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When Does Your Intelligence Peak?

Are we really at our smartest in our 20s? What about the wisdom and experience that come with age? At what age do we strike the right balance between cognitive ability and expertise?

By
Sabrina Stierwalt, PhD,
May 16, 2017
Episode #238

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My PhD supervisor, a brilliant and inspiring man, used to jokingly tell me that he had passed his prime and that it was up to me to make the Nobel-prize winning discovery for our group. After all, Albert Einstein was just 26-years-old when he wrote his paper on Special Relativity.

But are we really at our smartest in our 20s? What about the wisdom and experience that come with age? At what age do we strike the right balance between cognitive ability and expertise? When does our intelligence peak?  

Fluid Versus Crystallized Intelligence

It’s an inescapable fact that our cognitive abilities are destined to decline at some point. We will have a harder time remembering where we placed our keys or recalling the details of our favorite family story. However, our intelligence is, unsurprisingly, multi-faceted. We have fluid intelligence – that’s our ability to think quickly, solve new problems, and identify patterns – but we also have what psychologists call crystallized intelligence, which reflects our learned knowledge and ability to relate to our surroundings. These two forms of intelligence are thought to peak at different times in our lives.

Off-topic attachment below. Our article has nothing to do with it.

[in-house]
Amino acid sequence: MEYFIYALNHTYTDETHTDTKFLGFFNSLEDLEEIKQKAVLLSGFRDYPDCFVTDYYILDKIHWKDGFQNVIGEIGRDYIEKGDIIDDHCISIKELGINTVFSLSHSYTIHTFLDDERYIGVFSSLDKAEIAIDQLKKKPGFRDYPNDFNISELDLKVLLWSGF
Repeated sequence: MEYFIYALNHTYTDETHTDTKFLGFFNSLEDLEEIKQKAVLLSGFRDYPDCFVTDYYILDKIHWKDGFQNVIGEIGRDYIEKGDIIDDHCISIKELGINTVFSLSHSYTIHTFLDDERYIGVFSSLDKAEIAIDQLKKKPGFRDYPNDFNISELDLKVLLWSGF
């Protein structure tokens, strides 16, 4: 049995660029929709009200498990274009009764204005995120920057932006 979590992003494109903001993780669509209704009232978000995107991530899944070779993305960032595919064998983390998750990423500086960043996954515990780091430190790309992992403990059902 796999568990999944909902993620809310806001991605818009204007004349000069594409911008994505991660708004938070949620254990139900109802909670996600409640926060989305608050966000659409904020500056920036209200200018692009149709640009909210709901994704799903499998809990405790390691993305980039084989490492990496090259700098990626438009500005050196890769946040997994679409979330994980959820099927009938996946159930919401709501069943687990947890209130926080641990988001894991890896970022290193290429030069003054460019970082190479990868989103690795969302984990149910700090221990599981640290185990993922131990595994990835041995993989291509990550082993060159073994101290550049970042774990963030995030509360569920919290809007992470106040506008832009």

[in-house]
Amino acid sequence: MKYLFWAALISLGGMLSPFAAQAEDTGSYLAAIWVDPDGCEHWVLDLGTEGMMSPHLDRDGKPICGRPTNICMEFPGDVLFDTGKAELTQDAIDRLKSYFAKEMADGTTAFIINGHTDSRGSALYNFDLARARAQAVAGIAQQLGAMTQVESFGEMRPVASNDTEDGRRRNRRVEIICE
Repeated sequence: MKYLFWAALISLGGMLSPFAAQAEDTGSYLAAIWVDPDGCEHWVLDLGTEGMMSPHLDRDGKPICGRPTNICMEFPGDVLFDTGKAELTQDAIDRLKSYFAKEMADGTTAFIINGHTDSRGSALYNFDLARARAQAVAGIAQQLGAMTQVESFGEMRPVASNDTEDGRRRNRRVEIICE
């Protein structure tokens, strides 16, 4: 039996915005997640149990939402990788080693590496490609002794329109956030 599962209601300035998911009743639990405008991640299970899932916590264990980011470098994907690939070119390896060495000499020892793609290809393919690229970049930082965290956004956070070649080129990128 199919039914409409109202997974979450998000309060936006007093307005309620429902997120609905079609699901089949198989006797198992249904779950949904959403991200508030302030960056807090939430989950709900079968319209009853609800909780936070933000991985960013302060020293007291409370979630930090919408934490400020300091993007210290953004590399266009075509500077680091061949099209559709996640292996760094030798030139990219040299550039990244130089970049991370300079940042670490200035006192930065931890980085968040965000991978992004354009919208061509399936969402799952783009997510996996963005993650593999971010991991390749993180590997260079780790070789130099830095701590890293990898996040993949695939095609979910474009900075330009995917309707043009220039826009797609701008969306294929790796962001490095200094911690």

In fact, in a recent study, published in the journal Psychological Science, researchers at Harvard and MIT found that even different aspects of fluid intelligence peak at different ages. Additionally, they found that there is not an age when even most of our brain’s abilities are at their peak.

The study, led by Joshua Hartshorne and Laura Germine and funded in part by the National Institutes of Health and the National Science Foundation, utilized a series of online cognitive games and tests available for anyone to try. This easy access dramatically increased the number of participants over a range of ages and thus formed the basis for the uniqueness of the new research. Historically, finding participants that are past college age but pre-retirement (in other words, roughly between 25 and 65 years of age) that are willing and able to participate in studies that require visits to laboratories for testing has proven challenging. The online study included roughly 3 million people over its first few years, including nearly 50,000 in each individual investigation. Hartshorne and Germine also compared their results to findings from much earlier, in-person studies and found those smaller studies supported their internet-based findings.

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